Geoffrey Kimani - Blazing the Kenyan coaching trail
Geoffrey Kimani - Blazing the Kenyan coaching trail
Geoffrey Kimani (right) and Satrick Bampton (left) after a recent IAAF course in Nairobi/Photo/Geoffrey Kimani
Geoffrey Kimani is probably the first coach in Kenya to handle national teams in three sporting disciplines, namely football, rugby sevens and now athletics. Michezo Afrika’s Michael Kwambo recently caught up with the decorated Sprint Coach who will be part of the coaching staff to the 2015 World Athletics Championships for a Q& A session.
“Kim” as he is popularly refered to by those he has interacted with in the sports fraternity tells us what makes him tick, and also shares useful nuggets of advice for all and sundry, providing insights into his trail blazing exploits.
1. Tell us about your background in sports
My sports journey started just like any other kid growing in Nairobi in the eighties. Lots of space, playgrounds and long school holidays made for nothing but neighborhood competitions and rivalries…if it wasn’t soccer then it was ‘shake’ ,cricket, short sprint competitions etc.
There wasn’t any early specializing in any sport so kids took part in sports based on what time of the school year it was… I took to soccer where I was a good goal keeper and track…the turning point was at the National Secondary School games in 1991 where I won the 100m dash.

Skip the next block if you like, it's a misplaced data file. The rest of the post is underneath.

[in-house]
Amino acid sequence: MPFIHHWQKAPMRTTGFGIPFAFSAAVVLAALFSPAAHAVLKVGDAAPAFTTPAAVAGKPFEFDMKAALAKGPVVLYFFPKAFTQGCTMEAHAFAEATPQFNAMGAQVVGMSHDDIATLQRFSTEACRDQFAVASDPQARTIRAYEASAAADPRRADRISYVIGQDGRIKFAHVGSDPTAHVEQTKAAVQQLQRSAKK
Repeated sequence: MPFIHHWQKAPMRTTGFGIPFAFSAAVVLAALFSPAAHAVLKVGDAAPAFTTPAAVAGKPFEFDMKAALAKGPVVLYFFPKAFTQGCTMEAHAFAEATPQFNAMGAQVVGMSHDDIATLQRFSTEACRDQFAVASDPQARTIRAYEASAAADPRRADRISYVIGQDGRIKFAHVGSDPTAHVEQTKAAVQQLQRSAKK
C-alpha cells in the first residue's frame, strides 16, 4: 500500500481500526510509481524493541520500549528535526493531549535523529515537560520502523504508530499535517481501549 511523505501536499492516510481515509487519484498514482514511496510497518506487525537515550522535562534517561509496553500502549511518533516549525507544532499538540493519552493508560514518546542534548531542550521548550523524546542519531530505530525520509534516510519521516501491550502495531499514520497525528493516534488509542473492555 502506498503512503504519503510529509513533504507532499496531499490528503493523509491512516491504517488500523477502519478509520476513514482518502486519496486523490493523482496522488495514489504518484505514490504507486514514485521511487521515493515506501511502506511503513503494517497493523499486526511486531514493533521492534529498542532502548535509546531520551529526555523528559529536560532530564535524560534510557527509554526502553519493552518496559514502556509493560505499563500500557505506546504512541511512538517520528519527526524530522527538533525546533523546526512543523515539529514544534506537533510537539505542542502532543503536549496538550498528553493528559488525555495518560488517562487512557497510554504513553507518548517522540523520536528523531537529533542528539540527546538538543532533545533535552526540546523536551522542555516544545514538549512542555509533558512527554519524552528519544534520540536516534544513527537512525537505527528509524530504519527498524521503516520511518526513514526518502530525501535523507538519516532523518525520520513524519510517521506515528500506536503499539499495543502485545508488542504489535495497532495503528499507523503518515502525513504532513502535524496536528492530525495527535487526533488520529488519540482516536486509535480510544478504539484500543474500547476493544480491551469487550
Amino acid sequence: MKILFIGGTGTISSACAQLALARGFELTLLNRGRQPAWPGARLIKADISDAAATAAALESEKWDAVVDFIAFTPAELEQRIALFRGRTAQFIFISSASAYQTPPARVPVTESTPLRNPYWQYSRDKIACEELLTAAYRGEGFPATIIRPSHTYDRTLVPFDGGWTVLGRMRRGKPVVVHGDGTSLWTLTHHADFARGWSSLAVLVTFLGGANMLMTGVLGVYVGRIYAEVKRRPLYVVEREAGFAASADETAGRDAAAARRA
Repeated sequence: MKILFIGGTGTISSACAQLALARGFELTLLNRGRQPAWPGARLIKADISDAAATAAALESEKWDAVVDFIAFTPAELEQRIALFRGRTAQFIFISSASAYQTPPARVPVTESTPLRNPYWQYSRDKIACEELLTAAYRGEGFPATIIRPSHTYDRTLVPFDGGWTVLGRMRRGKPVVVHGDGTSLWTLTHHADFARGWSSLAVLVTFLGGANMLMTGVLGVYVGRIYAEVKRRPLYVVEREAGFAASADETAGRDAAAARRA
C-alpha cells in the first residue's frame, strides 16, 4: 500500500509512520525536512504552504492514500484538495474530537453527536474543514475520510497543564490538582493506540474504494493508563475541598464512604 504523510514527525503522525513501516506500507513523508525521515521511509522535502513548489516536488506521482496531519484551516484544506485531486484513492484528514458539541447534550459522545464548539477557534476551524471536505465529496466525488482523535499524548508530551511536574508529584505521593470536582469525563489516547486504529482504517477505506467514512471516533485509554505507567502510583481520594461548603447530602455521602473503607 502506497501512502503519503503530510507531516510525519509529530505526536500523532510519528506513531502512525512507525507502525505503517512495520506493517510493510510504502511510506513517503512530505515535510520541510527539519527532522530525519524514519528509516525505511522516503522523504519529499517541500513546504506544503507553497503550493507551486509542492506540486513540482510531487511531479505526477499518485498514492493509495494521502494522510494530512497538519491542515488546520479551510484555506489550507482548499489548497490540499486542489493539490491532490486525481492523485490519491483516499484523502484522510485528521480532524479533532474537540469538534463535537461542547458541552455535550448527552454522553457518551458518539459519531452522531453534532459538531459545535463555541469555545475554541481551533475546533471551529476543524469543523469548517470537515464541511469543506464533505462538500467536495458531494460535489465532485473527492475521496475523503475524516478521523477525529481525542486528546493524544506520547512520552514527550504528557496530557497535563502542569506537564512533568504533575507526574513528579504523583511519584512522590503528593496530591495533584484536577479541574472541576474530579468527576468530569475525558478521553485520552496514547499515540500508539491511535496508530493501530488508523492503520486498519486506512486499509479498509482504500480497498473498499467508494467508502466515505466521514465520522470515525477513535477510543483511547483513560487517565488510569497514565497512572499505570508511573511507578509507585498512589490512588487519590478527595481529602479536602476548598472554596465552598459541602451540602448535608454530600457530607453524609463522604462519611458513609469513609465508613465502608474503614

I never looked back from then and went on to represent Kenya in a number of meets over the same distance…the journey eventually took me to the US where running slowly took a back seat as I went into class to study. I was lucky to have had my internship at a chain of high performance centers in Atlanta (Velocity Sports Performance) under the mentorship of the legendary American Sprint Coach Loren Seagrave..
The experiences there were invaluable as we specialized in Speed and Power training for all sports....a typical day would see all kinds of professional athletes coming through the doors from NFL/NBA/NCCA/ prospects to Soccer/Lacrosse/ Baseball youth players. With the changing trends in sports where athletes are bigger and faster this kind of training became a necessity.
I returned home in November 2007 where I started coaching the same, my first National team assignment was with Harambee Stars as a Speed Development coach under then coach Jacob Ghost Mulee. We played Nigeria here in Nairobi and settled for a draw with a largely local based playing unit.
Next came the National Sevens rugby team from 2008-2012 where I started with Speed Development rising to the Strength & Conditioning coach under Ben Ayimba. I must say the most exciting and amazing times was with this team… beating powerhouses like NewZealand, England, Fiji with a group of homegrown players and tech bench was special…
I have since gone on to become a World Rugby Educator in Strength and Conditioning,so the journey is now shifting to impacting the knowledge to coaches in class.
2. What attracted you to coaching?
I’d say I went into coaching pretty earlier in my career due to my inquisitive nature especially on matters related to sprint training. Back then we didn’t have the luxury of the internet so all info was from books, journals magazines etc. I must thank the then IAAF Regional director John Velzian for giving me access to the center’s library and video resources. There was always a flow of new/updated literature/videos touching on new studies in athletics. Speed fascinated me so once I was done with my running career the next step was definitely going into coaching
3. How has the coaching journey been?
I have had a smooth sailing journey so far with all the coaches that I have worked with, you see, I can only join/coach a team if the head coach see’s the need for my kind of expertise into his training philosophy.